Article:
Interpol says it has identified the men as Iranians Pouri Nourmohammadi, 18, and Delavar Seyed Mohammad Reza, 29, and Malaysian investigators say neither of them has any apparent connection to terrorist organizations. Stolen passports don't necessarily indicate terrorism. In fact, passengers flew without having their travel documents checked against its lost-and-stolen passport database more than a billion times in 2013, according to Interpol. Among the reasons someone might use a stolen passport: to immigrate to another country, to export goods without being paying taxes or to smuggle stolen goods, people, drugs or weapons.
24. Could mechanical failure explain it?
It's one of the stronger possibilities. The absence of a debris field could suggest that the pilot made an emergency landing on water and the plane then sank intact, but there is still the mystery of the distress signal. There wasn't one. However, aviation consultant Kit Darby has said that it's possible there was a power failure, and during the hour of backup power the pilot was attempting to return to "the airports and a region he knows." There's also the possibility that the tail or a wing tore from the fuselage. This particular Boeing had suffered a clipped wingtip in the past, but Boeing repaired it. Another possibility is that a window or door failed, which would cause the temperature inside the plane to drop to 60 degrees below zero, creating a freezing fog and giving crew members only seconds to don oxygen masks before becoming disoriented and then incapacitated.
25. Could lithium batteries be to blame?
They could be. Investigators are looking into concerns lithium batteries in the cargo hold -- which have been blamed in previous crashes -- played a role in the disappearance, according to U.S. officials briefed on intelligence and law-enforcement developments in the investigation. The officials spoke on condition of anonymity because they were not authorized to speak to the media.
If the batteries being carried on the plane caused a fire, it could have caused the 777 to crash. But it doesn't explain other anomalies, like why it may have turned west.
For example, a pilot's likely first instinct if lithium batteries were smoldering would have been to turn around and return to the airport of origin -- not fly for an additional five hours, said Arthur Rosenberg, an aviation expert who is a pilot, engineer and partner in the New York-based law firm Soberman & Rosenberg. It's also likely radio traffic would have initially been picked up, as it was with the pilots aboard Swissair Flight 111 that crashed off the coast of Canada following a fire, he said.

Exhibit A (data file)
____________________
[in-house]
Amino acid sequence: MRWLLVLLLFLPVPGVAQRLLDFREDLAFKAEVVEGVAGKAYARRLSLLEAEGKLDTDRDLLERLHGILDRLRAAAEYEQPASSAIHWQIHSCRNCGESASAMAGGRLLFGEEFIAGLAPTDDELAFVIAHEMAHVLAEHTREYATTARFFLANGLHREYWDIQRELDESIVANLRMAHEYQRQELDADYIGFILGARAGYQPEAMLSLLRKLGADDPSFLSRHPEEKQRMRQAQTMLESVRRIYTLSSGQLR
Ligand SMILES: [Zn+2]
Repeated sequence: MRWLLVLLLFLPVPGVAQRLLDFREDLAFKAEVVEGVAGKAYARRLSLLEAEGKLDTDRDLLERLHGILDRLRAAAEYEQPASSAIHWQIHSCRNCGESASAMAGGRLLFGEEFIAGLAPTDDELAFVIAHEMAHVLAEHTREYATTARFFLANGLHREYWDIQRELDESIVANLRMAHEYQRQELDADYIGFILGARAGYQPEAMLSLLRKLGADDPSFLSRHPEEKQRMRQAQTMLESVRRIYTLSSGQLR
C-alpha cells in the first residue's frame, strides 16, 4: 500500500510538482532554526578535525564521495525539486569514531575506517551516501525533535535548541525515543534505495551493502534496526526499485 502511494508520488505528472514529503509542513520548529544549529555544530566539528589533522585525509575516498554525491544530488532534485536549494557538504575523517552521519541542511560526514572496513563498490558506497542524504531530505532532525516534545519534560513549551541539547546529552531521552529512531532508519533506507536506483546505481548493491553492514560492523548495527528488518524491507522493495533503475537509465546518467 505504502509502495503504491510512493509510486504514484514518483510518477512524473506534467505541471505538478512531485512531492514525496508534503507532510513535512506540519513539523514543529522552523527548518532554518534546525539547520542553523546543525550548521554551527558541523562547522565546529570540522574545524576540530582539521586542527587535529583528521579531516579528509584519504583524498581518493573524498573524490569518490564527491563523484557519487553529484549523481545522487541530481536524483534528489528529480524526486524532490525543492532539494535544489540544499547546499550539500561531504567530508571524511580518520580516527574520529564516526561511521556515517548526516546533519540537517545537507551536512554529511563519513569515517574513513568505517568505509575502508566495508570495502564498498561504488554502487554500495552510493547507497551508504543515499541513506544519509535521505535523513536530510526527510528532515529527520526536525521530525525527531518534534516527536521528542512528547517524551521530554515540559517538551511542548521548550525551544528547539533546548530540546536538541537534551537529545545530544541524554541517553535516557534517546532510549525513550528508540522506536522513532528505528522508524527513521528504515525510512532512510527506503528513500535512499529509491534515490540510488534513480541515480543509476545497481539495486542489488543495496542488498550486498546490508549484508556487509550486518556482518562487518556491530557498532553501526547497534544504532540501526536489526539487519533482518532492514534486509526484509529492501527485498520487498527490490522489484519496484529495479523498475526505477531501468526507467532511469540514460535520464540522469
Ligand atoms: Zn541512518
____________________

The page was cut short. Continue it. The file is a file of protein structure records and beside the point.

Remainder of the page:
26. Could it have been hit by a meteor?
There was a meteor in the area at takeoff, but this seems to be atop a list of strange conspiracy theories popping up in the absence of empirical data explaining the plane's disappearance. Given what little is known about the flight path, it seems like a long, long shot that a meteor is to blame.
27. What about reports that passengers' cell phones continued operating after the flight's disappearance?
The answer to the question about meteors and conspiracy theories applies here, too. When phones are disabled or turned off -- which would presumably happen after a plane crash -- calls to those cell phones go directly to voice mail. Friends and loved ones of the missing passengers, however, reported ringing when they called. Technology industry analyst Jeff Kagan says a call would connect first to a network before trying to find the end user, and the ringing sound callers hear masks the silence they would otherwise hear while waiting for the connection to be made. "If it doesn't find the phone after a few minutes, after a few rings, then typically, it disconnects, and that's what's happening," he said.
28. Is this the first time a plane has vanished?
No. Perhaps no disappearance proved as vexing as Air France 447, which went down after departing Rio de Janeiro on June 1, 2009. It took four searches and almost two years before the bulk of the wreckage and majority of bodies were recovered. The voice and data recorders weren't found on the ocean floor until May 2011.
CNN's Rene Marsh, Shimon Prokupecz, Eliott C. McLaughlin, Greg Botelho, Chelsea J. Carter, Mike Ahlers, Barbara Starr, Jim Sciutto and Pamela Brown contributed to this report.